A thought-provoking and haunting exploration of how reality and dream-states may combine to form complex interactions. The line between the imagination and reality blurs when an accomplished Psychiatrist takes on a patient that appears to be suicidal.Written by
The color yellow is used prominently throughout the film. It represents sunshine, happiness, loyalty, joy, optimism, remembrance and warmth. It energizes mood and relieves depression. It's the lightest and brightest color on the color wheel. It's an attention getter - one reason taxi caps are painted yellow and in most countries traffic lights and signs are yellow, meaning caution. Even some blind people can detect the color yellow. On the other hand, it represents cowardice and deceit. Judas is often depicted wearing yellow. See more »
When Leon (Henry's father) was talking to Sam after his eyes opened, he said that "The first time I can see everything" and "I always thought you had brown eyes." If a man didn't see anything in his entire life (he is blind), he can not know about the color brown to think about it. See more »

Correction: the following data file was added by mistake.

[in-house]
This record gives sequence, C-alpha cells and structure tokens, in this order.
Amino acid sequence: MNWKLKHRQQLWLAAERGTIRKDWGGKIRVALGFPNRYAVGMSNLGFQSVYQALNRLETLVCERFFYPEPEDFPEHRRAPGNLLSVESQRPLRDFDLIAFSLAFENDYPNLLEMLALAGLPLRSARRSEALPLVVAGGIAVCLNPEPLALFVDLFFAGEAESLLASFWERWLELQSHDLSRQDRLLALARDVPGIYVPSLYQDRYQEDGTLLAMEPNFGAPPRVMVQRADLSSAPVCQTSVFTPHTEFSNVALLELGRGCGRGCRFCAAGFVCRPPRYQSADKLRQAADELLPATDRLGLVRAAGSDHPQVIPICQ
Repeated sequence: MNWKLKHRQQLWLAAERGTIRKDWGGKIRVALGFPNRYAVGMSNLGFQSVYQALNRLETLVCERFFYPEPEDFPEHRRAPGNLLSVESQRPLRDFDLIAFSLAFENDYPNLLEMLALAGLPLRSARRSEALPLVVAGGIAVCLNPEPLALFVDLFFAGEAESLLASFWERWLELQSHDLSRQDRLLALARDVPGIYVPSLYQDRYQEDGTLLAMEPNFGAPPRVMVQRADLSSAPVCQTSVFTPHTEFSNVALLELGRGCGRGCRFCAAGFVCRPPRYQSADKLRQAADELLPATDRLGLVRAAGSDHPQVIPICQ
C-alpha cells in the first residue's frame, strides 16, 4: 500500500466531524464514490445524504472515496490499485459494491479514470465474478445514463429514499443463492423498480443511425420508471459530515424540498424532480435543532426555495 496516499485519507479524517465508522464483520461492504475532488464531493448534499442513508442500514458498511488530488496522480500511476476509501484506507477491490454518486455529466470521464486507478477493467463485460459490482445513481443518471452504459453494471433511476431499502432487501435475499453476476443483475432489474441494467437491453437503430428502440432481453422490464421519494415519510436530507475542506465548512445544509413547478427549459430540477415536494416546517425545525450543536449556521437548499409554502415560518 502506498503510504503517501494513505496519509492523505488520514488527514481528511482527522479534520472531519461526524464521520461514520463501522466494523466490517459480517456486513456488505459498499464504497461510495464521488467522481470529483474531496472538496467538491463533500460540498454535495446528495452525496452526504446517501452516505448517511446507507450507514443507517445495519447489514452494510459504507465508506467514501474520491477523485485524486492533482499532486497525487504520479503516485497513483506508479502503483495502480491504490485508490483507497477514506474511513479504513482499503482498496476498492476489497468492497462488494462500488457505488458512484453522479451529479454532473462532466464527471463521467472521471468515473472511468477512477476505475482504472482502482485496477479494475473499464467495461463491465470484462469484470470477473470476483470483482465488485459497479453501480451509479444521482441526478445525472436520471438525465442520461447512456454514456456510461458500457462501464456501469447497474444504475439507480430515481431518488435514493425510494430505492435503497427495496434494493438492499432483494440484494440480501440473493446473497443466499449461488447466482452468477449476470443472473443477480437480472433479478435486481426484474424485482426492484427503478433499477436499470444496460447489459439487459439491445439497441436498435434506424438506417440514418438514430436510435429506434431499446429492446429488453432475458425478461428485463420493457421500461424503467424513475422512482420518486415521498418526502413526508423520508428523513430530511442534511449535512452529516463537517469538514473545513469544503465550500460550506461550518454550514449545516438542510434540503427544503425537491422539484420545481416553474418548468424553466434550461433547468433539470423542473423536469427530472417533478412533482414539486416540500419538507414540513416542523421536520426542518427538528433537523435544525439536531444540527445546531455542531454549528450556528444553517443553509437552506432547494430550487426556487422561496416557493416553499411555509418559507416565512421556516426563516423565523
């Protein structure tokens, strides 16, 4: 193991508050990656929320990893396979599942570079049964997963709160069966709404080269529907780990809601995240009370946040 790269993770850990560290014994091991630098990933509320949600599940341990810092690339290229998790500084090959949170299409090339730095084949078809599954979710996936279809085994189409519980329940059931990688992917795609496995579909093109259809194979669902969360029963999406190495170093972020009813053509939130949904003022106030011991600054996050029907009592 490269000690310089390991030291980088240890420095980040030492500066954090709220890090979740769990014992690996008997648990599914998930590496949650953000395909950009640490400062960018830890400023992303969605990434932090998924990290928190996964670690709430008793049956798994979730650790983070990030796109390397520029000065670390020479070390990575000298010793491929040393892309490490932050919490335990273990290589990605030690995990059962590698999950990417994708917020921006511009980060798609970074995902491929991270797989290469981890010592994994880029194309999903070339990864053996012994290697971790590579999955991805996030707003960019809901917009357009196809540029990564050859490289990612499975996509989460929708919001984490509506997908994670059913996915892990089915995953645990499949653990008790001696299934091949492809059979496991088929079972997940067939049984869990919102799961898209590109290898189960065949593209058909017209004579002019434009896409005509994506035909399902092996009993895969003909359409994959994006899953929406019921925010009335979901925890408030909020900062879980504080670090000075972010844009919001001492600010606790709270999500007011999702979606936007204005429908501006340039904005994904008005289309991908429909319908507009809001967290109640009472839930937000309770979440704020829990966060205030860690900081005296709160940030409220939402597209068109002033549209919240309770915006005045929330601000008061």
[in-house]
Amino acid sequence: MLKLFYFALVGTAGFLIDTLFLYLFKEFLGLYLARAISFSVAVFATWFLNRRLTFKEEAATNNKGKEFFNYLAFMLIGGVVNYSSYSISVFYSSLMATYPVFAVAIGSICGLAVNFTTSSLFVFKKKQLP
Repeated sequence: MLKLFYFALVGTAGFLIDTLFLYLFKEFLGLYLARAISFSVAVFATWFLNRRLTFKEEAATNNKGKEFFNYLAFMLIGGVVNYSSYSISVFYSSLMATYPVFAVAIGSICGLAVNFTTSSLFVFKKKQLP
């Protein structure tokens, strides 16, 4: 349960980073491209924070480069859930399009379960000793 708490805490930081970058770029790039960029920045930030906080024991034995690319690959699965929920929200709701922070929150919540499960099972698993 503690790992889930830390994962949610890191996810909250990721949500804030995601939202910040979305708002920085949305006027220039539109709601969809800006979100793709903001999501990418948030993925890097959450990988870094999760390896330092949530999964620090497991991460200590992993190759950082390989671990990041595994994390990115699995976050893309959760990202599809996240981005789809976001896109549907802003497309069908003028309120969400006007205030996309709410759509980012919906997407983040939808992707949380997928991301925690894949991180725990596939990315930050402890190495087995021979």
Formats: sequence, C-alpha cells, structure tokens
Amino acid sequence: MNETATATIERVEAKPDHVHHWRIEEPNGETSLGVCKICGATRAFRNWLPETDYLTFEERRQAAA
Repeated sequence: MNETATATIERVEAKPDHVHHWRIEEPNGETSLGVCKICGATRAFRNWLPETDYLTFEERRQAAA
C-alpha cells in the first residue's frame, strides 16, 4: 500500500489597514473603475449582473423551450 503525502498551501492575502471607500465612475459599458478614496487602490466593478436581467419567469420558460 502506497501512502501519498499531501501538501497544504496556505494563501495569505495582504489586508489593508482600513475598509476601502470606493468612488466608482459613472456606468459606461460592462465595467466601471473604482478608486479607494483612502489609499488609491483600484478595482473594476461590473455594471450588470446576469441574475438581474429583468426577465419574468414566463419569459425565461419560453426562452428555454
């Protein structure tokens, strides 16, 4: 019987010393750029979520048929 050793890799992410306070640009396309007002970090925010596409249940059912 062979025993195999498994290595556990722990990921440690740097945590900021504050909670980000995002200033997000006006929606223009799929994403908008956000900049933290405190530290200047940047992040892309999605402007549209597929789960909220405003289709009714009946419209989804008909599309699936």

Do you know the Tristan Rêveur quote about bad art? It's "bad art is more tragically beautiful than good art 'cause it documents human failure."
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The UK cinema version was censored to achieve a 15 rating. A line of dialogue describing a suicide technique was altered. The original line was restored in the 2006 18-rated DVD. See more »
Ultimately it's a richly textured, multi-faceted look at the relationship between guilt and love, death and life. Suicidal themes run amuck, so, as you can imagine, there are many dark, intense scenes between talented actors. And the performances really are great, as is the mind-bending cinematography. But its way overwritten...the truly brilliant "interesting plot device" mingles but never bonds with the characters or dialogue, so everything falls flat. It's not rewarding, because insignificant elements overshadow details crucial to experiencing the intended impact of the film.
If you want to see an astonishingly filmed, well acted movie, here it is, have fun...But Stay breaks the first commandment of film-making because it takes itself more seriously than its subject. At the end of the day, the message the filmmakers seem to communicate is, "see what we did!" instead of "see what we mean."
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